ergodic_enthusiast Posted August 25 Share Posted August 25 I'm looking for an honest assessment of my chances of being admitted to some PhD statistics programs ranked in 10-40 range. Undergrad Institution: Top 10 undergrad in US -- not Ivy Major(s): Statistics and Mathematics GPA: 3.93 in Statistics, 3.1 in Math (some honors courses) Type of Student: Domestic white male GRE General Test: Q: 170 (92%) V: 165 (95%) W: 5 (92%) GRE Subject Test in Mathematics: M: N/A (max score probably around 80th percentile with proper prep -- should I take?) Programs Applying: PhD in Statistics -- probably with concentration in neuro or bioinformatics Research Experience: 1.5 Years working full-time as a data scientist in a computational neuroscience lab at top 10 university Will be first author on paper analyzing population level neural dynamics of decision-making Semester-long one-on-one study with Math Department professor on mixing times for random walks on groups (hypercube, torus, binary trees, permutations, etc.) Presented solutions to exercises and theory to professor -- used both probabilistic and spectral techniques to bound mixing times Semester-long project in measure and ergodic theory with math PhD candidate Gave presentation to math department showing that 2x mod 1 on the interval [0, 1) is isomorphic to left-shift on countably infinite sequence of iid coin flips Semester-long project on solving Dirichlet problem for heat equation with Brownian motion with math PhD candidate Gave presentation on solution to math department with coded simulations and graphics Awards/Honors/Recognitions: Received small scholarship for outstanding work in extracurricular math (for my independent study in rates of convergence) Pertinent Activities or Jobs: TA for 2 intro stats/programming classes, will TA an upper level stats course this fall, will grade for an analysis class this fall Letters of Recommendation: "Very strong" letter from my PI who is well-published in computational neuroscience at top 10 university Anticipating strong letter from math professor that I studied rates of convergence with -- well-published in math, chair of undergrad studies Strong letter from another PI who collaborates with our lab -- well published and well connected in stats and comp neuro Math/Statistics Grades: Statistics: All A's in Statistical Theory, Bayesian Stats, Computational Stats, Grad Bioinformatics, Nonparametric, Regression Analysis, Machine Learning Mathematics: Got A and B in Honors Probability/Stochastic Processes I and II, B- in Advanced Linear Algebra, A- in Math Finance, B's in Calculus, no grade in Real Analysis but have done lots of analysis outside the classroom, particularly in extracurricular projects and reading/working through Rudin diligently Any Miscellaneous Points that Might Help: Strong writer (especially compared to math students). Statement of purpose has received very positive reviews. Applying to Where: PHD programs: Cornell, Yale, Wisconsin, UNC, UCLA, Purdue, UC Irvine, Texas, Northwestern, New York, Rice, Notre Dame, Michigan State, Iowa, UConn Masters programs: Harvard, Columbia, Penn, Duke, Michigan, UChicago My biggest question is how my three undergraduate one-on-one studies--more advanced/rigorous than regular undergrad classes--will help me out for my not so great math grades. I realize it's asking a lot for someone to believe in my high level math skills when I don't have the grades for it, but the work I did outside the classroom was graduate level work and a reputable professor (and two PhD's) can attest to that Link to comment Share on other sites More sharing options...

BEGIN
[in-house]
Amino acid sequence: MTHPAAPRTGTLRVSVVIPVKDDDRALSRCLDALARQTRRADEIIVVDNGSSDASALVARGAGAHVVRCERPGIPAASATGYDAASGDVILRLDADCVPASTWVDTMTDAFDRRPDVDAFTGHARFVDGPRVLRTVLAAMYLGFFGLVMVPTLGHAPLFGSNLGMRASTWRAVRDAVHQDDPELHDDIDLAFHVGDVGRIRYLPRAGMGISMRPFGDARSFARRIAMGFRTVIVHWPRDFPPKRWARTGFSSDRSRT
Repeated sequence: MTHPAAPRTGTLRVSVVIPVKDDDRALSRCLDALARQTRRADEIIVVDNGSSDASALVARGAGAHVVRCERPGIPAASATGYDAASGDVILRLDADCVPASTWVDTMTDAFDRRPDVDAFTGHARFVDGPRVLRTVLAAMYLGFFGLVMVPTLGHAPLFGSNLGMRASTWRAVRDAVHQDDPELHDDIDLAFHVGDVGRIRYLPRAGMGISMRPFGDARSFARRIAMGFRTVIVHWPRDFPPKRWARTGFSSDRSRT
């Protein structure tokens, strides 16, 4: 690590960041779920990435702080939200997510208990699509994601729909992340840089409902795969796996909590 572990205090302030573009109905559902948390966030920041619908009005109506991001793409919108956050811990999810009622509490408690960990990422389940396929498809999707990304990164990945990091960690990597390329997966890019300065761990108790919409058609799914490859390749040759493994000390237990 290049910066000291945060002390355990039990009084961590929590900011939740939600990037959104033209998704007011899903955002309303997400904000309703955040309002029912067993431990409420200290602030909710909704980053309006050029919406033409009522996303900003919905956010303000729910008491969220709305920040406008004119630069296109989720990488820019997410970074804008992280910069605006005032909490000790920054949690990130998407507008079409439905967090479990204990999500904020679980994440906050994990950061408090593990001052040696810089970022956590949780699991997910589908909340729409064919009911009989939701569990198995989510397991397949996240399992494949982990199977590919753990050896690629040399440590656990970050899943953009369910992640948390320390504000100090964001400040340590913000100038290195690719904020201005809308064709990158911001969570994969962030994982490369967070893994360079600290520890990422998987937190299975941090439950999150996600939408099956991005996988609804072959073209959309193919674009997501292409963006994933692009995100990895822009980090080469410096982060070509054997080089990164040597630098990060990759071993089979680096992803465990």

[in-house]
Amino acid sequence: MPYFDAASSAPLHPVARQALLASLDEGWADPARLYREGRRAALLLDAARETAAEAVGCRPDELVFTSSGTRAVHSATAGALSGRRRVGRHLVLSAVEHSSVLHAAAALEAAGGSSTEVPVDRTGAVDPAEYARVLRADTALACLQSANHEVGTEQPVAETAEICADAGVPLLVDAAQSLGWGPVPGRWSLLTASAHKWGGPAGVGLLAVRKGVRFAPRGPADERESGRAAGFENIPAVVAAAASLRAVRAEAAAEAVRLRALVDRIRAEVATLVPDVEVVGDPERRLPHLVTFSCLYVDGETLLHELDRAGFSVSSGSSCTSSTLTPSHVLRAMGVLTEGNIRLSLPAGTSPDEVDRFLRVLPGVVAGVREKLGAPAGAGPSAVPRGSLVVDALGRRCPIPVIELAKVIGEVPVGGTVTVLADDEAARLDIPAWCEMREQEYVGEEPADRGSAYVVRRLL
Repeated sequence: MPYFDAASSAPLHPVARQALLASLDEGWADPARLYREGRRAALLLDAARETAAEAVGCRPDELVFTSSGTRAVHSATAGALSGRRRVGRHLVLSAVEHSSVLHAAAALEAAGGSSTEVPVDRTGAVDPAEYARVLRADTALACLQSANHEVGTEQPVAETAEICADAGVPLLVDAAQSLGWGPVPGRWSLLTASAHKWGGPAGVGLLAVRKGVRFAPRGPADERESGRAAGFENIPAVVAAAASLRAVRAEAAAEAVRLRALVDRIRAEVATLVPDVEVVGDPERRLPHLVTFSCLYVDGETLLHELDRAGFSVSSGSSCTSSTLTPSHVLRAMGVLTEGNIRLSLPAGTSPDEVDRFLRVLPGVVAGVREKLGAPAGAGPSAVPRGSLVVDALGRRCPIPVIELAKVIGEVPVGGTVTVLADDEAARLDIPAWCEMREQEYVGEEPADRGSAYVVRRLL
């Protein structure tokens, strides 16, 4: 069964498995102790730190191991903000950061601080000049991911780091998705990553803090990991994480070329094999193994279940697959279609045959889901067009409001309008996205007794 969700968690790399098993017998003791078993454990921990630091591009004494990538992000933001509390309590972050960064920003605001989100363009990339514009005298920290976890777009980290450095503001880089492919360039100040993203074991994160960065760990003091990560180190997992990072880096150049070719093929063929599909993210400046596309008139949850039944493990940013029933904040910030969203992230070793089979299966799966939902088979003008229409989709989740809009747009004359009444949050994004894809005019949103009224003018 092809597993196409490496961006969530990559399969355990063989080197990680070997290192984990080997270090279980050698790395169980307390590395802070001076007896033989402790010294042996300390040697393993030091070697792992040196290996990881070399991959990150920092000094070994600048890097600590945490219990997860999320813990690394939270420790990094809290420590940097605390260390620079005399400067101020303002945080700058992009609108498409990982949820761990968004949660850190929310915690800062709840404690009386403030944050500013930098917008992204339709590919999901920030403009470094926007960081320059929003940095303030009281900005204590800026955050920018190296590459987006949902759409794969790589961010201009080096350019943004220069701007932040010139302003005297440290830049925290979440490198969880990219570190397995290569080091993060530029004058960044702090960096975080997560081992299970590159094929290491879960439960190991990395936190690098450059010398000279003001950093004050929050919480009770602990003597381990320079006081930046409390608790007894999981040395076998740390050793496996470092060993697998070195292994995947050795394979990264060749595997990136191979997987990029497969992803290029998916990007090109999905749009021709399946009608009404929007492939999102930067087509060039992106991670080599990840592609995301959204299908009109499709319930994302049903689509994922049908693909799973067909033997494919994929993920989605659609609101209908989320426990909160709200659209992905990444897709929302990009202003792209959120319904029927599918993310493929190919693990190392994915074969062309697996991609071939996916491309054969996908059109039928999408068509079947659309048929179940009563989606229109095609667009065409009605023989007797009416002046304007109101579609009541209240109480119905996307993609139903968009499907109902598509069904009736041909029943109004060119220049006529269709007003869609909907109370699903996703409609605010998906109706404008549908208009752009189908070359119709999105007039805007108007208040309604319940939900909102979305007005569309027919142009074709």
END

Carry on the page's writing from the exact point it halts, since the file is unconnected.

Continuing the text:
bayessays Posted August 25 Share Posted August 25 I think you'll probably be fine. We have extremely similar profiles (Bs in calc, B- in linear algebra, very high GRE, good undergrad school, good research experience). My results out of undergrad were a little all over the place though, where I got into some top 10 schools I didn't expect but was rejected from schools outside the top 40. So I think it's good that you're applying widely - I think you have plenty of safer options on your PhD list, so I'd feel pretty comfortable you'll have some options with your current list. I understand you have an extremely niche research interest, and it seems like your schools are targeted for faculty in a specific area. Link to comment Share on other sites More sharing options...

PhysicsKid Posted September 21 Share Posted September 21 Any reason in particular you aren't applying to the Stanford Masters (or the PhD with option to apply to Masters). When I was applying to masters programs, the Stanford Stats one was one of the cheapest (even after Duke and UChicago's "scholarships"), relatively small, and least restricted in terms of courses (you can take any of the PhD classes or do more industry oriented classes). It might be a stretch for the PhD but the masters cares more about GPA and GRE, which seem good in your case! open_ball 1 Link to comment Share on other sites More sharing options...

## Recommended Posts

## Create an account or sign in to comment

You need to be a member in order to leave a comment

## Create an account

Sign up for a new account in our community. It's easy!

Register a new account## Sign in

Already have an account? Sign in here.

Sign In Now